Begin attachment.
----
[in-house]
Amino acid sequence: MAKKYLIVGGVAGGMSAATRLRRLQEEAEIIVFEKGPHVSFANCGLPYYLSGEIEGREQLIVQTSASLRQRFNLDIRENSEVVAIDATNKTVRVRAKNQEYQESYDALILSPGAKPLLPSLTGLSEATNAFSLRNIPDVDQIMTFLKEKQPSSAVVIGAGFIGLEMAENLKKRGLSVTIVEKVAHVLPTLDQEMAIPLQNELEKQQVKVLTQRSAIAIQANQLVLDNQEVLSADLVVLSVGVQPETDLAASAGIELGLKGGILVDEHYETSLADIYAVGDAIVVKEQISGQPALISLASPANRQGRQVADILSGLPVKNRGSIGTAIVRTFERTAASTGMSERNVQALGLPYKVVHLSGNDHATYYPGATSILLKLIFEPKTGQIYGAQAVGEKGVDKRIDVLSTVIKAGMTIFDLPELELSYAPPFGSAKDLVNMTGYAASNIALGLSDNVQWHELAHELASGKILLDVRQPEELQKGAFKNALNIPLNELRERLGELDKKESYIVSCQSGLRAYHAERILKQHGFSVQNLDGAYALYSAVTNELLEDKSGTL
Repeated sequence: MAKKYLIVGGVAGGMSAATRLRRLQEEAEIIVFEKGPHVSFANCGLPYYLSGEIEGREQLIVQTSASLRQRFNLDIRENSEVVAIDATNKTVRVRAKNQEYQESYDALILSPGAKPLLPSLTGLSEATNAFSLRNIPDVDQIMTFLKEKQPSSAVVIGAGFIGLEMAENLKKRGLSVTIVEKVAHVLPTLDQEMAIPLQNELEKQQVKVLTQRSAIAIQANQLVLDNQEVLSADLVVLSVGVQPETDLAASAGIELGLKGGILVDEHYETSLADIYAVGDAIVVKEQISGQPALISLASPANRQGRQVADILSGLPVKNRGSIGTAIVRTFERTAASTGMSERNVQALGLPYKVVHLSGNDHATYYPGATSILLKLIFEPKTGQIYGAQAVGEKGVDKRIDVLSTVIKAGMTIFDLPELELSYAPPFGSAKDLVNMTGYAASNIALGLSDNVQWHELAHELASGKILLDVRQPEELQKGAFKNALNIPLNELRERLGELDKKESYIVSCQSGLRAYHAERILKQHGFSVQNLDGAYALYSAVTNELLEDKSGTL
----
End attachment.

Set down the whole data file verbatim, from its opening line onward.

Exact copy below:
[in-house]
Amino acid sequence: MAKKYLIVGGVAGGMSAATRLRRLQEEAEIIVFEKGPHVSFANCGLPYYLSGEIEGREQLIVQTSASLRQRFNLDIRENSEVVAIDATNKTVRVRAKNQEYQESYDALILSPGAKPLLPSLTGLSEATNAFSLRNIPDVDQIMTFLKEKQPSSAVVIGAGFIGLEMAENLKKRGLSVTIVEKVAHVLPTLDQEMAIPLQNELEKQQVKVLTQRSAIAIQANQLVLDNQEVLSADLVVLSVGVQPETDLAASAGIELGLKGGILVDEHYETSLADIYAVGDAIVVKEQISGQPALISLASPANRQGRQVADILSGLPVKNRGSIGTAIVRTFERTAASTGMSERNVQALGLPYKVVHLSGNDHATYYPGATSILLKLIFEPKTGQIYGAQAVGEKGVDKRIDVLSTVIKAGMTIFDLPELELSYAPPFGSAKDLVNMTGYAASNIALGLSDNVQWHELAHELASGKILLDVRQPEELQKGAFKNALNIPLNELRERLGELDKKESYIVSCQSGLRAYHAERILKQHGFSVQNLDGAYALYSAVTNELLEDKSGTL
Repeated sequence: MAKKYLIVGGVAGGMSAATRLRRLQEEAEIIVFEKGPHVSFANCGLPYYLSGEIEGREQLIVQTSASLRQRFNLDIRENSEVVAIDATNKTVRVRAKNQEYQESYDALILSPGAKPLLPSLTGLSEATNAFSLRNIPDVDQIMTFLKEKQPSSAVVIGAGFIGLEMAENLKKRGLSVTIVEKVAHVLPTLDQEMAIPLQNELEKQQVKVLTQRSAIAIQANQLVLDNQEVLSADLVVLSVGVQPETDLAASAGIELGLKGGILVDEHYETSLADIYAVGDAIVVKEQISGQPALISLASPANRQGRQVADILSGLPVKNRGSIGTAIVRTFERTAASTGMSERNVQALGLPYKVVHLSGNDHATYYPGATSILLKLIFEPKTGQIYGAQAVGEKGVDKRIDVLSTVIKAGMTIFDLPELELSYAPPFGSAKDLVNMTGYAASNIALGLSDNVQWHELAHELASGKILLDVRQPEELQKGAFKNALNIPLNELRERLGELDKKESYIVSCQSGLRAYHAERILKQHGFSVQNLDGAYALYSAVTNELLEDKSGTL